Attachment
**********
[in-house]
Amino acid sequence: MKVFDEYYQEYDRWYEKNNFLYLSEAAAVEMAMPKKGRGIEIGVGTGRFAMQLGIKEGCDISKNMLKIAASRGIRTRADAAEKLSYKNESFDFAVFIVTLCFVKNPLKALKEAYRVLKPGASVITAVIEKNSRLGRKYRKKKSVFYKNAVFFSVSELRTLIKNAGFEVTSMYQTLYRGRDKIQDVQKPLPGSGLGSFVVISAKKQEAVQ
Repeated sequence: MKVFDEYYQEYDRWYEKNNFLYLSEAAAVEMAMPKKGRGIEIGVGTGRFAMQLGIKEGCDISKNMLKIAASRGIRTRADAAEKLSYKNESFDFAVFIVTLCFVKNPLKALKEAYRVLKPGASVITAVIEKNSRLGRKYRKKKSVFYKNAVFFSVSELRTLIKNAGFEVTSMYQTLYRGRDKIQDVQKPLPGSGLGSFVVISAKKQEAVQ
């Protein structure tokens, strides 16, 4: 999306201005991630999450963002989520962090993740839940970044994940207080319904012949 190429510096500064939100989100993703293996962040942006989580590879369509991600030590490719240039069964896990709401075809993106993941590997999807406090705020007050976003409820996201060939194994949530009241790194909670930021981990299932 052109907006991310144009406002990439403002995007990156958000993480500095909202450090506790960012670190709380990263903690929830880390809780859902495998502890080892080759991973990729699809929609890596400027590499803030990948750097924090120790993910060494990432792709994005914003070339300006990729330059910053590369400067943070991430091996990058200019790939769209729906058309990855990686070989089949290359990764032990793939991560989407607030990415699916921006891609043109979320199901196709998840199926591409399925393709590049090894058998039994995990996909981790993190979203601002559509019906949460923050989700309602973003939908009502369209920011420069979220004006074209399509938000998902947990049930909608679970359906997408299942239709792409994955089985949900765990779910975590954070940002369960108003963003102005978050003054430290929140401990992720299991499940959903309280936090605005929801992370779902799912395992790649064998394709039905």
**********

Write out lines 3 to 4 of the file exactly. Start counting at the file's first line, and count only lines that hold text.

Repeated sequence: MKVFDEYYQEYDRWYEKNNFLYLSEAAAVEMAMPKKGRGIEIGVGTGRFAMQLGIKEGCDISKNMLKIAASRGIRTRADAAEKLSYKNESFDFAVFIVTLCFVKNPLKALKEAYRVLKPGASVITAVIEKNSRLGRKYRKKKSVFYKNAVFFSVSELRTLIKNAGFEVTSMYQTLYRGRDKIQDVQKPLPGSGLGSFVVISAKKQEAVQ
């Protein structure tokens, strides 16, 4: 999306201005991630999450963002989520962090993740839940970044994940207080319904012949 190429510096500064939100989100993703293996962040942006989580590879369509991600030590490719240039069964896990709401075809993106993941590997999807406090705020007050976003409820996201060939194994949530009241790194909670930021981990299932 052109907006991310144009406002990439403002995007990156958000993480500095909202450090506790960012670190709380990263903690929830880390809780859902495998502890080892080759991973990729699809929609890596400027590499803030990948750097924090120790993910060494990432792709994005914003070339300006990729330059910053590369400067943070991430091996990058200019790939769209729906058309990855990686070989089949290359990764032990793939991560989407607030990415699916921006891609043109979320199901196709998840199926591409399925393709590049090894058998039994995990996909981790993190979203601002559509019906949460923050989700309602973003939908009502369209920011420069979220004006074209399509938000998902947990049930909608679970359906997408299942239709792409994955089985949900765990779910975590954070940002369960108003963003102005978050003054430290929140401990992720299991499940959903309280936090605005929801992370779902799912395992790649064998394709039905």